The integer data type can be created adding an L to a number. This data type is useful if you want to pass some R object to a C or FORTRAN function that expects an integer value, so this data type it is not generally needed. You can check the data type with the is.integer function.

y <- 2L
typeof(y) # "integer"

is.integer(3) # FALSE
is.integer(3L) # TRUE

Logical data type

The boolean or logical data type is composed by TRUE, FALSE and NA values.

t <- TRUE
f <- FALSE
n <- NA

typeof(t)  # "logical"
typeof(f)  # "logical"
typeof(n)  # "logical"

In addition, the function that prints whether an object is logical or not is is.logical.

is.logical(T) # TRUE
is.logical(TRUE) # TRUE

Note that you can use T and F instead of TRUE or FALSE. However, the first is not recommended because you could override the value of T or F but not TRUE or FALSE, as shown in the following block of code.

F # FALSE
a <- T

# You can name a variable with T or F
F <- a
F # TRUE

# You can't name a variable with TRUE or FALSE
a <- TRUE
FALSE <- a # Error

Complex data type

The complex data type is an object that includes an imaginary number (i). As imaginary numbers are not generally used in statistics, this data type is not very common. The function to check the data type is is.complex.

1 + 3i 
typeof(1 + 3i) # "complex"
is.complex(1 + 3i) # TRUE

String or character data type

Character strings are symbols, letters, words or phases inside double or single quotation marks. With this in mind, you can verify that some object is of type character with the is.character function.

character <- "a"
typeof(character) # "character"
is.character(character) # TRUE

Note that using single or double quotations marks is equivalent.

typeof('Rcoder') # "character"
typeof("Rcoder") # "character"

It is worth to mention that the nchar function counts the number of characters inside a string, even the empty spaces.

nchar("A string") # 8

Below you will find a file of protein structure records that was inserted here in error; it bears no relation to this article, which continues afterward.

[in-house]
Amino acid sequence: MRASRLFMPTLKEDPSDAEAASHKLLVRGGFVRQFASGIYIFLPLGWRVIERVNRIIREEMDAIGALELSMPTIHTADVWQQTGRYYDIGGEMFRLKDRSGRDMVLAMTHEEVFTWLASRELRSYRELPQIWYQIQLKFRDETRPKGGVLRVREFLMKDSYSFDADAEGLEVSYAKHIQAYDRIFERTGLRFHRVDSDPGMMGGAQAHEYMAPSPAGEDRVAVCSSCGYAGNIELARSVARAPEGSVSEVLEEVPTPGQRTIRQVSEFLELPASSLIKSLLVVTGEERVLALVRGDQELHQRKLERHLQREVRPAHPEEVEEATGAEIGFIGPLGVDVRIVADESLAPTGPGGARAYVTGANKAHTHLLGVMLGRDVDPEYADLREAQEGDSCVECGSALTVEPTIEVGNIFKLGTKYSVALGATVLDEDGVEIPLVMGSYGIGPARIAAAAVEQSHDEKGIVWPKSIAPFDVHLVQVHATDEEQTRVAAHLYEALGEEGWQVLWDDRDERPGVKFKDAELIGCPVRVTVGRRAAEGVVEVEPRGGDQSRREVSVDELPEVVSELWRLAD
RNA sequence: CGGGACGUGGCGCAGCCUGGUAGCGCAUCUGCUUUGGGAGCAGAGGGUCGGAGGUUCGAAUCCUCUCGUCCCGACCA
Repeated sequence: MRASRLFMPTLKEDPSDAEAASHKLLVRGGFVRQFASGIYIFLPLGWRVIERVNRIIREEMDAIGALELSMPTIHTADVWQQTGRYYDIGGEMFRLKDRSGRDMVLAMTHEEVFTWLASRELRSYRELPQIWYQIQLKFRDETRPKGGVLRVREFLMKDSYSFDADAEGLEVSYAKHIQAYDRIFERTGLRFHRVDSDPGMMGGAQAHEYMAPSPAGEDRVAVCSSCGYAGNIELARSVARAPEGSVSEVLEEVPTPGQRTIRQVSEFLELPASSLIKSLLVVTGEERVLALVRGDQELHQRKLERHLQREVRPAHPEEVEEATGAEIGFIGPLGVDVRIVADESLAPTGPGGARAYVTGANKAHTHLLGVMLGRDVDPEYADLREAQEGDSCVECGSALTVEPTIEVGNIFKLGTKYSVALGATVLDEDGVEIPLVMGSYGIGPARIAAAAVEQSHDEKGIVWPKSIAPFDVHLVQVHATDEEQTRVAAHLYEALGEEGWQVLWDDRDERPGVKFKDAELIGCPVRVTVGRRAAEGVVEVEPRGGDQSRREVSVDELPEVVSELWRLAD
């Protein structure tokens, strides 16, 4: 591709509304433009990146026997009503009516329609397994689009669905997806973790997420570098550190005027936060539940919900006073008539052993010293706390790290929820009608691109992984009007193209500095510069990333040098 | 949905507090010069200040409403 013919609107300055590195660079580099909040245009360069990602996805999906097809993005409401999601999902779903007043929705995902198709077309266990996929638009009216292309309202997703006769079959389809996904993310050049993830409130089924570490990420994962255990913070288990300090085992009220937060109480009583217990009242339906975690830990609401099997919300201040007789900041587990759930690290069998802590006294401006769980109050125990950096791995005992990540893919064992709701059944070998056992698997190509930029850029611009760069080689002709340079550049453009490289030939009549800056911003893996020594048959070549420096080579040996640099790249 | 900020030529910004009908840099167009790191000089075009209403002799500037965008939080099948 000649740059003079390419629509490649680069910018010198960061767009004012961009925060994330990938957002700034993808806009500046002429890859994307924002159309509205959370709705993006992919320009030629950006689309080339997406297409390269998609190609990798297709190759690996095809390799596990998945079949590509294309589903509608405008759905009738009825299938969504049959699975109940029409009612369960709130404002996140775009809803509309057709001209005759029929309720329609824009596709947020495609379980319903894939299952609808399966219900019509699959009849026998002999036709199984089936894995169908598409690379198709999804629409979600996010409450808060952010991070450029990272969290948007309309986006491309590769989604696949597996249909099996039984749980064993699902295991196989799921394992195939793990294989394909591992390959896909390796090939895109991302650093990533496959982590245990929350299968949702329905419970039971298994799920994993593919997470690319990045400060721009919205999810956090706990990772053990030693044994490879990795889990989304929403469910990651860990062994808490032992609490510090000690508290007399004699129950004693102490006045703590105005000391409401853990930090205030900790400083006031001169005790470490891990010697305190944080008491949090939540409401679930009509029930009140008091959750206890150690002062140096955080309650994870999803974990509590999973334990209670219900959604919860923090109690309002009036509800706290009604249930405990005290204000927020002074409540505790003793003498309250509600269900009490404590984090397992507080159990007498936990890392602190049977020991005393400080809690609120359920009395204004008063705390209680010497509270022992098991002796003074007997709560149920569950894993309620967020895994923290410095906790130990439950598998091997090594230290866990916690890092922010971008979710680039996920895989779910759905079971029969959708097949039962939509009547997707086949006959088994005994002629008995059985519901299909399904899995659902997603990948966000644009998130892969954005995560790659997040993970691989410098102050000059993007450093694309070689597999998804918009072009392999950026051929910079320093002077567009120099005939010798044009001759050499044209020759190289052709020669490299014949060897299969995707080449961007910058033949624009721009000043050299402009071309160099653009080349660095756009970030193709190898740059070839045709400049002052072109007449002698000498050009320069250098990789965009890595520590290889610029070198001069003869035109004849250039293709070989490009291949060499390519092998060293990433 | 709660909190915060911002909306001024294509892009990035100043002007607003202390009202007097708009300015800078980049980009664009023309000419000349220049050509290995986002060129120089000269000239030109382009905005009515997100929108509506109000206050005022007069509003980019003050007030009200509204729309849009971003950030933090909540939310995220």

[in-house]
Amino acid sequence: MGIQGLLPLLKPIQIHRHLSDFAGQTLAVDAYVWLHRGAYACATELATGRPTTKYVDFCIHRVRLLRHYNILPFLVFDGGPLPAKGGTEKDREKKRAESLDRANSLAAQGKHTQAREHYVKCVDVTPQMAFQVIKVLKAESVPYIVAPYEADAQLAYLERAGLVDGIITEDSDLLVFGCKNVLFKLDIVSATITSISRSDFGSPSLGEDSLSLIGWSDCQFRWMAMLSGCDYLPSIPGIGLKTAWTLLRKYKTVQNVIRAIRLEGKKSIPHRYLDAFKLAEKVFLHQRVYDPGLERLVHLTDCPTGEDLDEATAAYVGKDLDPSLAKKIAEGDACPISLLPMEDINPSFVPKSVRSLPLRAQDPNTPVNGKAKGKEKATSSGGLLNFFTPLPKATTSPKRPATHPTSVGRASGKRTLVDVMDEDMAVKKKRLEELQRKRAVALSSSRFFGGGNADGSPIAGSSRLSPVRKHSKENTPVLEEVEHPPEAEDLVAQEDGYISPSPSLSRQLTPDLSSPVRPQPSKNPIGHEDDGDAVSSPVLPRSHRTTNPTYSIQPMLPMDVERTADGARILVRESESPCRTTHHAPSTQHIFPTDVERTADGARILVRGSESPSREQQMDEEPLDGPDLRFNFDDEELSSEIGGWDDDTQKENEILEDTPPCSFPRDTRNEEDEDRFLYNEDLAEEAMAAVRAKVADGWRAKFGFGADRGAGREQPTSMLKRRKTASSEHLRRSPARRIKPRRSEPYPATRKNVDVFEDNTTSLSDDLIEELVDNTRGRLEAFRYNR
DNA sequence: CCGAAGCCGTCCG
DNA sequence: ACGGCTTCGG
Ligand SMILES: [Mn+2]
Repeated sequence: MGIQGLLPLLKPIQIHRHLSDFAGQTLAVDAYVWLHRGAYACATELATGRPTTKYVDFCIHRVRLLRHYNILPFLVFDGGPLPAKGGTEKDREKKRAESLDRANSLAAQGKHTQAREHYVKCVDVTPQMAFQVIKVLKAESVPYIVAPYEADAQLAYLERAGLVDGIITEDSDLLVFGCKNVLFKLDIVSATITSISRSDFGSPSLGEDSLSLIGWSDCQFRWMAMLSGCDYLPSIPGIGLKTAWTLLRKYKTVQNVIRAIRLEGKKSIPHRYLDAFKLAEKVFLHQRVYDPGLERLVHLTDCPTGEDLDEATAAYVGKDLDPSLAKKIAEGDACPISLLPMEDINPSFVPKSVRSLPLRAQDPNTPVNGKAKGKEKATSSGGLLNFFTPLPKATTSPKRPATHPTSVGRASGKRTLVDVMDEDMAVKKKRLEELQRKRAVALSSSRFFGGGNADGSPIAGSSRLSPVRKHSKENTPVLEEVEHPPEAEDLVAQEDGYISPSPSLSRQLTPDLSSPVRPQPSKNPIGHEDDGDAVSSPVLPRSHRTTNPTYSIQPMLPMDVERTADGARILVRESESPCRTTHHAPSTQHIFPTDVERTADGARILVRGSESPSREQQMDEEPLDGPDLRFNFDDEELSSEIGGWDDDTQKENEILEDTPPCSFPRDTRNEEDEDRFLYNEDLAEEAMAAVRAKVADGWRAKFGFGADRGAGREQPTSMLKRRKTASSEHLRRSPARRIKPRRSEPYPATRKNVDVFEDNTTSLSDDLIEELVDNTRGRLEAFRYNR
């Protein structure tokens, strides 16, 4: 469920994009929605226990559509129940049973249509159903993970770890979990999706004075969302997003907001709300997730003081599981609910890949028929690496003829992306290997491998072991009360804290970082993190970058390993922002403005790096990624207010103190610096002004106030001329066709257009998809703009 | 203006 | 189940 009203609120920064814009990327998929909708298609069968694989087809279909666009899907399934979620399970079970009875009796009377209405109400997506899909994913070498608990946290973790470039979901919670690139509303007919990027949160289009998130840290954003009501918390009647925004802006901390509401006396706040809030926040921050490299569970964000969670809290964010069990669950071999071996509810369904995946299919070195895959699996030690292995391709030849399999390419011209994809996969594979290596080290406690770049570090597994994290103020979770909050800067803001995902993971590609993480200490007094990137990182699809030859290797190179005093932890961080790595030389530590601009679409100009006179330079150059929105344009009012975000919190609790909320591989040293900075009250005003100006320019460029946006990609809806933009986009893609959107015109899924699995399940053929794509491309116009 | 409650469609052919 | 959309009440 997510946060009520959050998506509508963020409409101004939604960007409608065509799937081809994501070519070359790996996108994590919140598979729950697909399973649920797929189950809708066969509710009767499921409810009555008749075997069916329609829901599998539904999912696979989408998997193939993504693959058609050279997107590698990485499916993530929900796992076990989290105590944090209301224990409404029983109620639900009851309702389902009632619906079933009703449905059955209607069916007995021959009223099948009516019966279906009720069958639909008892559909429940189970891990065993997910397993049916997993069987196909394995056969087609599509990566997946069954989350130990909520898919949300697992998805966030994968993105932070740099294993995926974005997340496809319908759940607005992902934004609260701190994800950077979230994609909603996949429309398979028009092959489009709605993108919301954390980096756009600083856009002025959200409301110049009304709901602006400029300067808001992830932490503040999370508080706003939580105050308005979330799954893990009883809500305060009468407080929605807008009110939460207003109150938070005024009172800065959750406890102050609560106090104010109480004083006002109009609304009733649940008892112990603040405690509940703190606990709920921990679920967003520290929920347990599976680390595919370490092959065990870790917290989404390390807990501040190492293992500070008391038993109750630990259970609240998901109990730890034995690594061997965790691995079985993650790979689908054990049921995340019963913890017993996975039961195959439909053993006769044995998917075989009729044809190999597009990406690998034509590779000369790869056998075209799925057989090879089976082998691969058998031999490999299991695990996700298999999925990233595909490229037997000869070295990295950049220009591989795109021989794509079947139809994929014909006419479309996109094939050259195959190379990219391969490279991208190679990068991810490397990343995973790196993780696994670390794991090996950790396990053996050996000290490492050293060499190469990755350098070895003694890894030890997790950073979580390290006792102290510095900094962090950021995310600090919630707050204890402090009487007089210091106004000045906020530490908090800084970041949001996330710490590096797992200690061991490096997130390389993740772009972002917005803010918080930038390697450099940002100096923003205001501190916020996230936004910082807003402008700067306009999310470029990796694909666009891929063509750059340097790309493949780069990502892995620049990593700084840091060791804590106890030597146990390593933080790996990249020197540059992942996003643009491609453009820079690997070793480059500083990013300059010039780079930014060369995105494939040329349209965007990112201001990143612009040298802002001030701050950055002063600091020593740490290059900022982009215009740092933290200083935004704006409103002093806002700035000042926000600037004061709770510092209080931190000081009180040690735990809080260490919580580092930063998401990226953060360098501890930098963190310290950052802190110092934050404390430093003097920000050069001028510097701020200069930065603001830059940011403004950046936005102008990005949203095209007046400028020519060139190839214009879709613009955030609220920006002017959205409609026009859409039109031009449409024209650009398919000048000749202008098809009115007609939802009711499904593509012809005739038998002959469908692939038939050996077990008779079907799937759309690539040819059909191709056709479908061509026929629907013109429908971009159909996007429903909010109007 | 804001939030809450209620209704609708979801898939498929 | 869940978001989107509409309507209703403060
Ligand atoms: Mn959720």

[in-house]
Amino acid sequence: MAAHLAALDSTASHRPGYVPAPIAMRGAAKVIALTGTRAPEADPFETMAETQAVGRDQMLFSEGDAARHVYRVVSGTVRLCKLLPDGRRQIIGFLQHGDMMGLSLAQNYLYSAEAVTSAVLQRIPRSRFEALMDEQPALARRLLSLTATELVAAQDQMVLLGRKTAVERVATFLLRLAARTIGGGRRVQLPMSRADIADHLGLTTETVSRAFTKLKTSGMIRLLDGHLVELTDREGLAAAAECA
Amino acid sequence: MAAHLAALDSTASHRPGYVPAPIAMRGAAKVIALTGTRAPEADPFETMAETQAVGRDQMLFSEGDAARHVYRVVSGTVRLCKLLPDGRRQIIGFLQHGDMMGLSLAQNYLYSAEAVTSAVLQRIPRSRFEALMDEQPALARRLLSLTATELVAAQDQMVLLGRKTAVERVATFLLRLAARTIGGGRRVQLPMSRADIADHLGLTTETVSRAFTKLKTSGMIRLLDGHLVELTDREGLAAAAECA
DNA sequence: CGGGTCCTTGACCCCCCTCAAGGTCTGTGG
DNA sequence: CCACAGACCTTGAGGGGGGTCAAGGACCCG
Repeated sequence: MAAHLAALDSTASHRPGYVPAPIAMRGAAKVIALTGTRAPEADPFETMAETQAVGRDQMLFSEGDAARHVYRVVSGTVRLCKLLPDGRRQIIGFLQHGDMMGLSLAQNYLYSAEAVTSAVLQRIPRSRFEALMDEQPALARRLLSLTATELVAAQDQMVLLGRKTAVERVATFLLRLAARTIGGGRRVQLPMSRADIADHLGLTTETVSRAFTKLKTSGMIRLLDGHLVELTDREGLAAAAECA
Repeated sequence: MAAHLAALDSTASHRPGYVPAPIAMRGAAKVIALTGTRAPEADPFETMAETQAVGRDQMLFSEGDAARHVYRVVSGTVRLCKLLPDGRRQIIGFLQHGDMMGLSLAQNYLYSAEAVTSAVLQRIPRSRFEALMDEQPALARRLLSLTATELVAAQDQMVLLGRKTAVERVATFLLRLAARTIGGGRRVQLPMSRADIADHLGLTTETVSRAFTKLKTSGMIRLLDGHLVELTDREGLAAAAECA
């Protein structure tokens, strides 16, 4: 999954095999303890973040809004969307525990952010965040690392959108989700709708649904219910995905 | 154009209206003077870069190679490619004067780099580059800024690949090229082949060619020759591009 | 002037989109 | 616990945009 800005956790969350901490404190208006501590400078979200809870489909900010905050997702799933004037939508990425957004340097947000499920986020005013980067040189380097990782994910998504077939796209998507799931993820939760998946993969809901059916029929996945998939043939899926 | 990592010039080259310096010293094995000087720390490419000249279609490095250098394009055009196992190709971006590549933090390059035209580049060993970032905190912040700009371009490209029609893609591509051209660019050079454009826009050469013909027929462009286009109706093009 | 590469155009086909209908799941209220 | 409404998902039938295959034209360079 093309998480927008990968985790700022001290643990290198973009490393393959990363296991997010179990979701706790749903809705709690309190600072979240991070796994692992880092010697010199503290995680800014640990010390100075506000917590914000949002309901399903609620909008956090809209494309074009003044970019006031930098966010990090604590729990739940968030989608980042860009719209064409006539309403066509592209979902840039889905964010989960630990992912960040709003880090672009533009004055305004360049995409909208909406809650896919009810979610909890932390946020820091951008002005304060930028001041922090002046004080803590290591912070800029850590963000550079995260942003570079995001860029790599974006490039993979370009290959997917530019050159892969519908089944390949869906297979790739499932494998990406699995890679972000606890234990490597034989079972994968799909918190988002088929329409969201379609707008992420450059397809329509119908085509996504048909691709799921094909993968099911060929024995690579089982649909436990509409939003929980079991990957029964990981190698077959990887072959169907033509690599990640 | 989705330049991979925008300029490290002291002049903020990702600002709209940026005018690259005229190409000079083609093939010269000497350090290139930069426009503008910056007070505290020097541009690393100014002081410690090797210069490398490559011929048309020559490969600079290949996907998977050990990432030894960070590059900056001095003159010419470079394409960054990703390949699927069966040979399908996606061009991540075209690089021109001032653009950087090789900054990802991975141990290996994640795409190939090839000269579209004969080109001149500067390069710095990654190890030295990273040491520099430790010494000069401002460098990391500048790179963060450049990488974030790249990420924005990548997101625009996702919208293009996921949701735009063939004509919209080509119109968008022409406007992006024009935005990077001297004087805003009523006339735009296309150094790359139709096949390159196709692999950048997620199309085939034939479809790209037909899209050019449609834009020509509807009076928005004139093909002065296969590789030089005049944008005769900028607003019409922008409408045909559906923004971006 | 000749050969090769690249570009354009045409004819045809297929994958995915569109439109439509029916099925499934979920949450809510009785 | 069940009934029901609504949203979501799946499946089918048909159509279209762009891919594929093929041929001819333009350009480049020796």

Raw data type in R

The raw data type holds raw bytes, so it is a very unusual data type. For instance, you could transform a character object or a integer numeric value to a raw object with the charToRaw and intToBits functions, respectively.

a <- charToRaw("R-coder")
a # 52 2d 63 6f 64 65 72
typeof(a) # "raw"

b <- intToBits(3L)
typeof(b) # "raw"

As with the other data types, the function to verify the data type in this case is the is.raw function.

is.raw(b) # TRUE

Data types coercion in R

You can coerce data types in R with the functions starting with as., summarized in the following table:

FunctionCoerced data type
as.numericNumeric
as.integerInteger
as.doubleDouble
as.characterCharacter
as.logicalBoolean
as.rawRaw

Consider you want to coerce a double to integer, you could do as follows:

a <- 3
typeof(a) # "double"
a <- as.integer(a)
typeof(a) # "integer"

Morever, you could also coerce a logical value to numeric (0 and 1) or a character string:

b <- TRUE
b <- as.numeric(b)
b # 1

c <- FALSE
c <- as.numeric(c)
c # 0

d <- TRUE
d <- as.numeric(d)
d # "TRUE"

Nevertheless, if you try to coerce two non-compatible data types (like a character string to numeric) an error will arise:

as.double("RCODER")
NA
Warning message: NAs introduced by coercion